Contested divorce in India refers to the process of divorce where only one party is willing to dissolve the marriage. It is a one-sided divorce where the party willing to dissolve the marriage has to prove the ground(s) on which he/she wants to terminate the marriage. As the name suggests, in this type of divorce the husband and wife contest each other to get the most out of a divorce proceeding in their favour and, therefore, the need to hire the best divorce lawyer in India to assist the parties to represent their interest becomes highly relevant. One of the most pressing issues during a divorce proceeding is the disposal of property in a contested divorce between the parties. Can wife claim husband property after divorce in India? Clarification for all these confusions will surely meet some satisfactory answers over here.
Property Distribution Under the Hindu Marriage Act, 1955:
Section 27 of the Hindu Marriage Act, 1955, talks about the disposal of spousal property in the following words:
“In any proceeding under this Act, the court may make such provisions in the decree as it deems just and proper with respect to any property presented, at or about the time of marriage, which may belong jointly to both the husband and the wife.”
The Hon’ble Supreme Court in Pratibha Rani versus Suraj Kumar and Anr, 1985 SC 628, at page 638 stated that traditional presents given to a bride in a Hindu wedding may be divided into three categories, viz.—
- Property intended for the exclusive use of the bride, e.g., her personal jewellery, wearing apparel, etc.
- Articles of dowry which may be for common use and enjoyment in the matrimonial home, and
- Articles gave as presents to the husband or the parent-in-law and other members of his family.
In another case, while dealing with Section 27 of the Hindu Marriage Act, 1955, the Supreme Court said that Section 27provided an ‘alternate remedy’ to the wife to bring a suit for stridhan property which the husband refused to return.
In Balkrishna Ramchandra Kadam versus Sangeeta Balkrishna Kadam, AIR 1997 SC 3562, while discussing Section 27 of the Hindu Marriage Act, 1955, the Court observed that:
- Jewellery and other property of divorced wife;
- The property as contemplated by Section 27 is not the only property which is given to the wife at the time of marriage. It includes the property given to the parties before or after marriage also so long as it is relatable to the marriage.
- The expression at or about the time of marriage has to be properly construed to include all such properties.
- The Court has to adjudicate upon to ascertain the property of the wife before passing a decree against the husband and cannot decline claim of wife for want of jurisdiction to adjudicate upon the issue of property.
Property which the husband and wife may acquire during the subsistence of the marriage out of their own efforts and not presented to them at the time of marriage would not fall under Section 27 of the Act.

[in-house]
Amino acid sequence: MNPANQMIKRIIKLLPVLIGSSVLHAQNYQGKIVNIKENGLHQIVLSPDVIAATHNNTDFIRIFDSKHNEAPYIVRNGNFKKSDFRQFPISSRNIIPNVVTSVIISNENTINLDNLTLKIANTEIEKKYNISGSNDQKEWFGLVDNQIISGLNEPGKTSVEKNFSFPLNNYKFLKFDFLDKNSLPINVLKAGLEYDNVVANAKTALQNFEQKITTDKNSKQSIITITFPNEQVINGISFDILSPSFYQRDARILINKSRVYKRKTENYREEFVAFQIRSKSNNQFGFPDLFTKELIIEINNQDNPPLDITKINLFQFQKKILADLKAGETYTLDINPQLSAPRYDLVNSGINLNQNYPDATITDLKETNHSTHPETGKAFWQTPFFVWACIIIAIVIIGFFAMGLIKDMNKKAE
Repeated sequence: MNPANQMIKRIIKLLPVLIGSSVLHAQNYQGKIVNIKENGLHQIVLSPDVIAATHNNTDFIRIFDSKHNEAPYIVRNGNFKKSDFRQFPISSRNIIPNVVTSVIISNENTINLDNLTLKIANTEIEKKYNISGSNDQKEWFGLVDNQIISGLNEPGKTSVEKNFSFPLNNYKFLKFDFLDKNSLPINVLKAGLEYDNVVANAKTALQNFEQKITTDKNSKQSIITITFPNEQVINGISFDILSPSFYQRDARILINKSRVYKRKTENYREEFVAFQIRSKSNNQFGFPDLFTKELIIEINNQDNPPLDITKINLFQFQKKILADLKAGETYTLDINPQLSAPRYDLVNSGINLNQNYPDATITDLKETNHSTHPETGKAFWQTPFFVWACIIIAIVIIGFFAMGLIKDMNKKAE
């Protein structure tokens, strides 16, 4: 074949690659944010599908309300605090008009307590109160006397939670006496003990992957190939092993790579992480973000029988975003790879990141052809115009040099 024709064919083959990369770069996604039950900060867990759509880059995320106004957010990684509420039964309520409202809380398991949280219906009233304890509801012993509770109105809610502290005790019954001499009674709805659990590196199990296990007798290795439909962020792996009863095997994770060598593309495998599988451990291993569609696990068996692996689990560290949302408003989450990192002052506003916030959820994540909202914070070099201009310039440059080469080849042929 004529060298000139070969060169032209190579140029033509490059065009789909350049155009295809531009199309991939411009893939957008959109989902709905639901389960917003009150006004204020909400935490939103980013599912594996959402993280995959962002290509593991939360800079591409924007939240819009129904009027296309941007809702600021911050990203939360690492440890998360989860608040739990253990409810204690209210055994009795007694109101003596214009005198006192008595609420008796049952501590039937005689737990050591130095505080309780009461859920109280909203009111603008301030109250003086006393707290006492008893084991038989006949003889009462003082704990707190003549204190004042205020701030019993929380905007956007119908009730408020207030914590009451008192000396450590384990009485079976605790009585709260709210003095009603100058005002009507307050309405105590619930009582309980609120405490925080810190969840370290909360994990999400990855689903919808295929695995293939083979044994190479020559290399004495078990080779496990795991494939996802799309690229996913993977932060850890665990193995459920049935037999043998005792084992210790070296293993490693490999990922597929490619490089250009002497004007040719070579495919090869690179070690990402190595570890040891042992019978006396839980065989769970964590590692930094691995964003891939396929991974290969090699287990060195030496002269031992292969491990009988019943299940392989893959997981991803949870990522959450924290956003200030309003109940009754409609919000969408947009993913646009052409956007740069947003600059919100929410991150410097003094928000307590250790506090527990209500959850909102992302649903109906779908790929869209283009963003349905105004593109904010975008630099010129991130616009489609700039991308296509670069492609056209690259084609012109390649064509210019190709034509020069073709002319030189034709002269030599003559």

Section 27 of the Hindu Marriage Act, 1955, and Section 406 of the Indian Penal Code, 1860:
In the case of stridhan property, the title of such property always remains with the wife though possession of the same may sometimes be with the husband or other members of his family, and if the husband or any other member of his family commits such an offence of misappropriating such property then they will be punished for the offence of criminal breach of trust under sections 405 and 406 IPC.
Section 27 of the Hindu Marriage Act, 1955, merely provides for an alternate remedy and does not touch or affect in any way the criminal liability of the husband in case it is proved that he has dishonestly misappropriated the stridhan of his wife. It cannot also be spelt out from any textbook or the sastric law of the Hindus that these two Acts take away the stridhan right of a woman and at the most, these Acts merely modify the concept of stridhan.
It is not feasible to suppose that when a civil remedy is available, criminal prosecution is completely barred. The remedy available under Section 27 of the Hindu Marriage Act, 1955, is under civil law and the remedy available under Section 406 is under criminal law; therefore, they are not mutually exclusive but coextensive and essentially differ in their content and consequences.
Identifying Property Ownership:
Various courts in India have observed that there may be several instances where a property immovable property is given to the husband by the wife’s family and a deed registered in his exclusive name. Merely because registration of the immovable property is done in the name of the husband, it does not necessarily mean that it belongs to the husband alone and, therefore, is outside the scope of Section 27of the Act.
For example, if a motor car is presented at or about the time of marriage to the husband and registration is made in the name of the husband, it cannot be said that the property is outside the scope of Section 27of the Act. Similarly, there may be a property which is presented either to the husband or the wife or jointly to them, and which cannot be so identified but the party presenting may have contemplated that what was being presented would be used jointly belong jointly. Such property will also, be subject to Section 27.